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Making CBC/Radio-Canada reflect Canada’s diversity

Our Joint Employment Equity Committee recently met with the management team responsible for increasing equity in hiring at CBC/Radio-Canada. This Committee has been in existence since 1988-1989. We are mandated through the Federal Employment Equity Act and our Collective Agreement, to meet with the Corporation to ensure that the diversity hiring targets the CBC is required to meet as part of its responsibilities under the Employment Equity Act are being reached. For more information on the Committee please click here.

In the past, the Corporation has had difficulty meeting its requirements.

Within the past year, however, and since the Corporation was audited by Employment and Social Development Canada (ESDC) in 2012 for its failure to meet the requirements, there has been renewed commitment to ensuring that hiring from the four designated groups is on everyone’s radar at CBC/Radio-Canada, specifically in management.

The report from management was encouraging because the numbers of hires have indeed increased, in large part because hiring managers have made this obligation a priority. Across the board, we know that more Indigenous and racialized workers have been hired, that women now comprise nearly 50% of the total workforce and that the number of workers with disabilities hired has increased. These improvements are also due to the steps the Corporation has taken to ensure that people feel confident in self-identifying.

However, there is still a great deal of work to do.

With this in mind, our CMG members, have made a very public and vocal pushback these past ten months. It began with an interview given to Canadaland in August 2016 for an article titled: ‘Just How White Is The CBC?’

This exposed years of virtual inaction. Members from across the country then organized and sent two letters – one to Hubert Lacroix and the other to Jennifer McGuire – demanding change and accountability from management in their hiring decisions. Things that management had just been talking about were suddenly  pushed into action – including company-wide unconscious bias training for managers and a leadership training program for visible minorities. We congratulate our members for effectively bringing change as a grassroots group.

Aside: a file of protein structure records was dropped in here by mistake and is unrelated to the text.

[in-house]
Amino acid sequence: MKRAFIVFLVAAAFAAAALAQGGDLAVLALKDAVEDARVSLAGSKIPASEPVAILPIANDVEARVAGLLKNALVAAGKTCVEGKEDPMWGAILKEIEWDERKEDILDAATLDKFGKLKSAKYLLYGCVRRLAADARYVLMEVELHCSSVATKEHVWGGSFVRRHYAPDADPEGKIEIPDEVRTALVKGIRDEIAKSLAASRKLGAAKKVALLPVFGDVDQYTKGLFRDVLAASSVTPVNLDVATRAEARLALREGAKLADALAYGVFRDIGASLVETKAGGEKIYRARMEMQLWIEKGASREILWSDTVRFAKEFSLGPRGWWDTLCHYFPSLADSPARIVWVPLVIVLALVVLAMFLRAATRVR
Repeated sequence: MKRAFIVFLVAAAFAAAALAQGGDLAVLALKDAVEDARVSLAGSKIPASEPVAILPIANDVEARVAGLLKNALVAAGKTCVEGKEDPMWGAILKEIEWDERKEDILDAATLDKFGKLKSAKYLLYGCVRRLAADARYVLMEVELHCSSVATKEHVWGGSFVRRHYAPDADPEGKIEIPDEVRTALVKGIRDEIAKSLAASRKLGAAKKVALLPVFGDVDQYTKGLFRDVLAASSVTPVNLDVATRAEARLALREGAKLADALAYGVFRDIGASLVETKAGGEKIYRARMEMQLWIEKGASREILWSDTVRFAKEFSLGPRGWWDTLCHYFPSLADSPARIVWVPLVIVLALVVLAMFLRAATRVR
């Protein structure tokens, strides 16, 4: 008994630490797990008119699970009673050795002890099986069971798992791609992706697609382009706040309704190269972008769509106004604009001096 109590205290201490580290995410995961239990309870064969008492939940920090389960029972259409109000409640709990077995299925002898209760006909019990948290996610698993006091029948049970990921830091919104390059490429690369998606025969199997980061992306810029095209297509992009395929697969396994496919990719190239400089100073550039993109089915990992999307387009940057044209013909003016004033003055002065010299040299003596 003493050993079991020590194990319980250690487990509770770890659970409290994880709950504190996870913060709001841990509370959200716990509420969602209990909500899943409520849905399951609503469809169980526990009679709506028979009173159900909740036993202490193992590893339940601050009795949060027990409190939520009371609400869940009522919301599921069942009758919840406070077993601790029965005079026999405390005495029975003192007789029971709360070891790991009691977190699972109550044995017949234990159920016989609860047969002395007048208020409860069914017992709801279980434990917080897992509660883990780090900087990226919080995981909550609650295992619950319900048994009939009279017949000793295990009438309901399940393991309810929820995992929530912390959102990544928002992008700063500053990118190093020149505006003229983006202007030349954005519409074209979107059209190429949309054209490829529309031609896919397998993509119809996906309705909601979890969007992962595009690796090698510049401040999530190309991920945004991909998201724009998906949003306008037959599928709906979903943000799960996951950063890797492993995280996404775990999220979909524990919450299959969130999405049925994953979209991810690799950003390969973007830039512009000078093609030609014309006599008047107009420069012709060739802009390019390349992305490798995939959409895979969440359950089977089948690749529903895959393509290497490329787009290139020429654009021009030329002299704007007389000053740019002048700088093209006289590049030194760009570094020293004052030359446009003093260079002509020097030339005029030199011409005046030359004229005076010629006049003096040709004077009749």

We will continue to provide support to our members in their quest to make CBC a more fair and equitable place to work.

Our union is focused on ensuring that members of the four designated groups are hired and retained; that they have a clear pathway into the upper echelons of management if that’s where they want to go; and that unconscious bias training and the histories of Indigenous and racialized people are included in management’s training in order to provide an open environment – hopefully creating a workplace where insensitive comments on social media by top line managers are a thing of the past.

To this end, we are calling for a mechanism to verify managers’ accountability to these expectations.  We are adamant that the Corporation must take our goals and initiatives seriously. To get there, we will continue to press for hard data on the numbers from the four designated groups being hired into management roles as well as in the overall structure of the CBC; and for tangible steps to ensure that unconscious bias is removed from the hiring process.

The committee’s next meeting is scheduled for November 2017. 

CMG members of the CBC Joint Employment Equity Committee:
Debora Barkun
Wendy Martin
Saïda Ouchaou-Ozarowski
Jonathan Spence
Ronna Syed
Terri Monture, CMG Staff Rep

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